Apple Car Tour (presumably) shows increased hit automation

Apple has always said that it tries to put the person at the heart of everything it does. He will probably find that he has to do the same with Apple Car for a simple reason: human augmentation prefers human replacement through automation.

Here’s why.

People stay smarter than machines

The Knowledge challenges of the Apple Car project are reported. That’s bad, I think, but the emerging truth seems to be that, to put it in a phrase from Elon Musk, the need for people was not too low for those who were pushing automated AI coverage.

Look at it this way. CEO Bryan Salesky wrote in 2017: “We need to build algorithms that enable our autonomous vehicles to respond to a deeper understanding of the likely behavior of other road users.”

That means smart cars need to be smart enough not to collide with pedestrians, cyclists, other vehicles or even unexpected crash barriers or wind obstacles. To achieve this, they must have machine-vision intelligence, intelligent algorithms to make good decisions in an infinite range of unpredictable situations (including errors in their own code) and the ability of things like trajectory and measure and evaluate the speed of other road users.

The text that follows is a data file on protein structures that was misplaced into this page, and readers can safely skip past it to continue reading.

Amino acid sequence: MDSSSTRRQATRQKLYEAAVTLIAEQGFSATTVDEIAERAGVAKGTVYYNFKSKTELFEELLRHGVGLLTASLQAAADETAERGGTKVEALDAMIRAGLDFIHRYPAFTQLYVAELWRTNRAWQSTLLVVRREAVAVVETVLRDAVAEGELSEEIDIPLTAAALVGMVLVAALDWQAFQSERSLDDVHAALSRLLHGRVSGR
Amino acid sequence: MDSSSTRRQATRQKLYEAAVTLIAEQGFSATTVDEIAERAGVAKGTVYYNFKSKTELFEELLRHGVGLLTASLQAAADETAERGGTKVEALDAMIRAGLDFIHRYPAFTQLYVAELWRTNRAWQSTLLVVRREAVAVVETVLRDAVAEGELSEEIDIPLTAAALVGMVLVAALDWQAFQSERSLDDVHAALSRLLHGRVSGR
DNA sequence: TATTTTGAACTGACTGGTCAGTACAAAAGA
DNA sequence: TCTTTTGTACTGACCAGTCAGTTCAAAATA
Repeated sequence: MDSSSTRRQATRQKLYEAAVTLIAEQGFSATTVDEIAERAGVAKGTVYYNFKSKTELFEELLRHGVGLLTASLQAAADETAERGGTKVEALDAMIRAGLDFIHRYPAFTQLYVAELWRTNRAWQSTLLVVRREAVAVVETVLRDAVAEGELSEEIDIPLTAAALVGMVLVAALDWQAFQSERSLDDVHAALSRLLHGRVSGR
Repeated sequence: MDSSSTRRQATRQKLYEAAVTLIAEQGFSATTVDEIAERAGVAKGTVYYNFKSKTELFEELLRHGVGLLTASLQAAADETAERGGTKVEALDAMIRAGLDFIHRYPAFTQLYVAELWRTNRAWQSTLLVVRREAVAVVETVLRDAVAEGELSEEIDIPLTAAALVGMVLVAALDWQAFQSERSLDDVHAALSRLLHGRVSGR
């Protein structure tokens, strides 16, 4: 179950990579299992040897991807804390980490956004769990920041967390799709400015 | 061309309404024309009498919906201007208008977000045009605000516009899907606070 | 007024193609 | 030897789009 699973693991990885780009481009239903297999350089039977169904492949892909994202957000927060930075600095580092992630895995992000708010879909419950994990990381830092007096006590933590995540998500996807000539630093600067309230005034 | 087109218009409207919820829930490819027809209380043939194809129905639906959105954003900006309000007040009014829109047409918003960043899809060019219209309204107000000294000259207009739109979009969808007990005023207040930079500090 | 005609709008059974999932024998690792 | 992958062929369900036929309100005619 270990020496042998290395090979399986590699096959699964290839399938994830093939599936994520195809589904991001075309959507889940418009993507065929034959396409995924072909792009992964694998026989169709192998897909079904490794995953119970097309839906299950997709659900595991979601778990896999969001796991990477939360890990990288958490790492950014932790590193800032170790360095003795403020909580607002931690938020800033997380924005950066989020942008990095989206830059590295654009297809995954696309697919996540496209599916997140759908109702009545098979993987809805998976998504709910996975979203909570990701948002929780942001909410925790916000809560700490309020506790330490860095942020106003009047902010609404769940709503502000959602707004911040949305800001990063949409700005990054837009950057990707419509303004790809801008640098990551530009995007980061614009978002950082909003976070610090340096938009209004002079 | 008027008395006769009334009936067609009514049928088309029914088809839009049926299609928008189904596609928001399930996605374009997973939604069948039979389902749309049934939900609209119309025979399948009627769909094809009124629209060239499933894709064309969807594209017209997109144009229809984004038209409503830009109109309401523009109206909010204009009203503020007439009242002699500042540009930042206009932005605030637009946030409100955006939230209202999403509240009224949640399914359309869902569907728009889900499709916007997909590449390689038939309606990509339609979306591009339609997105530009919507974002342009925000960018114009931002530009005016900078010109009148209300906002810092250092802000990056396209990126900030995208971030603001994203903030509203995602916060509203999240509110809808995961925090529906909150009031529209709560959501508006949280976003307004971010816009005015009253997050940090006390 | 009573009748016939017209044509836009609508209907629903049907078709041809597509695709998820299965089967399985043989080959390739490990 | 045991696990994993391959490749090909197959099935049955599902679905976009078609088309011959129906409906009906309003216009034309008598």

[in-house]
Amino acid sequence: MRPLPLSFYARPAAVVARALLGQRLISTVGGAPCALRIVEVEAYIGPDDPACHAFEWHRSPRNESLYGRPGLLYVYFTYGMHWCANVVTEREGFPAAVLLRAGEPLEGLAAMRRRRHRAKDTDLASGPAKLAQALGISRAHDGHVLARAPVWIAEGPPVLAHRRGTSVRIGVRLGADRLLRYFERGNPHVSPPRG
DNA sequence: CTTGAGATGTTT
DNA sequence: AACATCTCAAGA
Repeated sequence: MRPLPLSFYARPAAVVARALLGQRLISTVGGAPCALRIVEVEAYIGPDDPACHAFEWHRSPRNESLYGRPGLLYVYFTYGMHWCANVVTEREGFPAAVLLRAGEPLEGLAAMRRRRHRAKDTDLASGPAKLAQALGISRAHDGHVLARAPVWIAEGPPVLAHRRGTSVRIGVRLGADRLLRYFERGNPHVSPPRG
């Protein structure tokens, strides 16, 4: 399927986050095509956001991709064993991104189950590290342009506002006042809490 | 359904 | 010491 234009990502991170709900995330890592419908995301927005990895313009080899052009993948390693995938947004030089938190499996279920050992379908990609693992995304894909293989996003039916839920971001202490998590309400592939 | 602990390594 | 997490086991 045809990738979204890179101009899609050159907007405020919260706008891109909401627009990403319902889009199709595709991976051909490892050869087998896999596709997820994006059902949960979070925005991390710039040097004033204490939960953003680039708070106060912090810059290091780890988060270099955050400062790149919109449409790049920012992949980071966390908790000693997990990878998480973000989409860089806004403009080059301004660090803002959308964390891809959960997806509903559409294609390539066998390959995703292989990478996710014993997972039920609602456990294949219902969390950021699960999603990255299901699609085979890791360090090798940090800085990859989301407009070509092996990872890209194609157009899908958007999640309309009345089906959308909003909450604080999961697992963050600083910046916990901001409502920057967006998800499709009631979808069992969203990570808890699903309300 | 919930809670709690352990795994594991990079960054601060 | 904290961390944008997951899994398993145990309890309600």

Soft skills are difficult to code

To be safe on the road, these vehicles must emulate the sixth sense of most drivers, an intellect that sometimes warns us when things are about to go awry. Not only that, but they will have to understand the interactions that human drivers use to communicate with others on the road. And, of course, these systems must be completely reliable in any type of weather, including rain, ice and snow – and, indeed, when network coverage is not available.

Copyright © 2022 IDG Communications, Inc.

Apple Car Tour (presumably) shows increased hit automation

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